World of Animals
Another interesting mammal that
finds its home in Australia is the Long-Nosed Bandicoot. (Yes, its related to the
Greater Bilby). On this page you will learn lots of cool stuff about the Long-Nosed
Bandicoot. To jump to a section, use the Quick Jump below by clicking on the
|Sizes-Head and body length: 8-17
-Tail length: 3 and 1 half-7 inches
-Weight: 6 and 1 half pounds, but
the male weighs more than the female.
-Number of young: 1-7, but usually
Long Nosed Bandicoot in town settlement.
-Long-Nosed Bandicoots live in open plains, cleared grassland, wooded
areas, undergrowth, and drainpipes near towns
-The male has a larger range than the female.
-They have to be ready to defend
their territory with claws
-They sleep in nests made of grass and sticks
-They build their nests in a sheltered spot of the ground.
-Long-Nosed Bandicoots are
prey to many animals including dingoes, snakes, and foxes.
-Rabbits are a threat.
Their grazing patterns make the land unsuitable for the Bandicoots.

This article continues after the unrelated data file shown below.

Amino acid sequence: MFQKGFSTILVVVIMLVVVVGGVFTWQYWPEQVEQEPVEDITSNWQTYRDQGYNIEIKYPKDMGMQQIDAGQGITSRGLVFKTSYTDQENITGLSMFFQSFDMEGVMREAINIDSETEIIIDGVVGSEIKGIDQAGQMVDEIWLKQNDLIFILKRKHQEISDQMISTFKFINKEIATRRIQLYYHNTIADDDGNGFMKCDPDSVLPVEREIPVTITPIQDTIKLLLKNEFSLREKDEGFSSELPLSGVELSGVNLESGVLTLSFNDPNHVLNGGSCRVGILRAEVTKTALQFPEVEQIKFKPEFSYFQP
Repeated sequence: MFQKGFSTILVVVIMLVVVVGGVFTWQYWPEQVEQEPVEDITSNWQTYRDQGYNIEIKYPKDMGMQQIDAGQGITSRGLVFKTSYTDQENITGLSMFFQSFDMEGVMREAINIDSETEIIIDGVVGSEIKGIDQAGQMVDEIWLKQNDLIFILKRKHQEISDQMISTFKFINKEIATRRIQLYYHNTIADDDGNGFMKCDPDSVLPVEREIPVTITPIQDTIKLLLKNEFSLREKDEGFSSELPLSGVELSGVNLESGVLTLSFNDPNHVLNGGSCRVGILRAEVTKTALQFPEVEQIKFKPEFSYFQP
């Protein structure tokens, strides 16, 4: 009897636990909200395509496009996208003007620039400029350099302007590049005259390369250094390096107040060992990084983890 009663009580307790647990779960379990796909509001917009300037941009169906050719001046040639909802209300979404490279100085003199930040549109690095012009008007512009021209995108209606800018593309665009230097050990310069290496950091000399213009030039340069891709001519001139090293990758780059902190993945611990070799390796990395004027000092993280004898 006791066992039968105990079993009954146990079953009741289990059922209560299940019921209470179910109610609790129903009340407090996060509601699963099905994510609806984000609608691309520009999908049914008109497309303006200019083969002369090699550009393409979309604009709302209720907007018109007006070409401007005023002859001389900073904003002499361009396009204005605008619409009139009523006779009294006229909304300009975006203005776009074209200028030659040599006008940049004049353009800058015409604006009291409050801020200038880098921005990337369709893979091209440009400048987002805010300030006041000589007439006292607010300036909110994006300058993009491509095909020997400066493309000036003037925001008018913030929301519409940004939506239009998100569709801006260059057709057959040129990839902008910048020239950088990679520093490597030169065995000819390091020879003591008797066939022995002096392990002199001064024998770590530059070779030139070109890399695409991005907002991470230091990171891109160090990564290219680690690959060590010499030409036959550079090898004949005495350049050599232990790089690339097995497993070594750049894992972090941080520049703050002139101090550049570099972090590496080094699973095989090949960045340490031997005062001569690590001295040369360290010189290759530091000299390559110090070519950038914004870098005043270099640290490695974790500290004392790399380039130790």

Food and Feeding
-The Long-Nosed Bandicoot eats
mostly insects and larvae
-They use their claws to dig up prey.
-They use their noses to get prey out of crevices.
-Long-Nosed Bandicoots also eat
roots, tubers, mice, and
other small rodents
-After catching an animal, the Bandicoot kneads it into a pulp
before its eaten.
Long Nosed Bandicoot and Man
-Aborigines hunt them for food.
-Farmers and gardeners kill them
because they damage crops,
damage gardens, and dig for insects.
-Their main extinction threat is
from humans because we destroy
their habitats when farming
-Law in Australia protects these animals.
-Long-Nosed Bandicoots are not as endangered as some of the
-The Long-Nosed Bandicoots have a
sleek, course, grayish brown
coat. They lack the darker back stripes of other Bandicoot species.
- The hind legs are longer and stronger than the front legs,
they also carry most of the weight. The Long-Nosed Bandicoot has sharp claws for digging.
-Their pouch opens from the rear. It protects the young from
soil while the mother is digging. The young stay in her pouch for about seven weeks before
- They have a long, slender nose
that tapers to a point. They use it for rooting soil, and digging in crevices for prey.
-The Long-Nosed Bandicoot looks like a cross between a small
kangaroo and a shrew.
-The Long-Nosed Bandicoot gets its name from the word
Bandictoa, meaning, "pig-rat."
-This bandicoot is among the few that actually make noise.
-If they are disturbed, they make a high-pitched call.
-These critters are nocturnal.
Links for More Information
-About the Bandicoot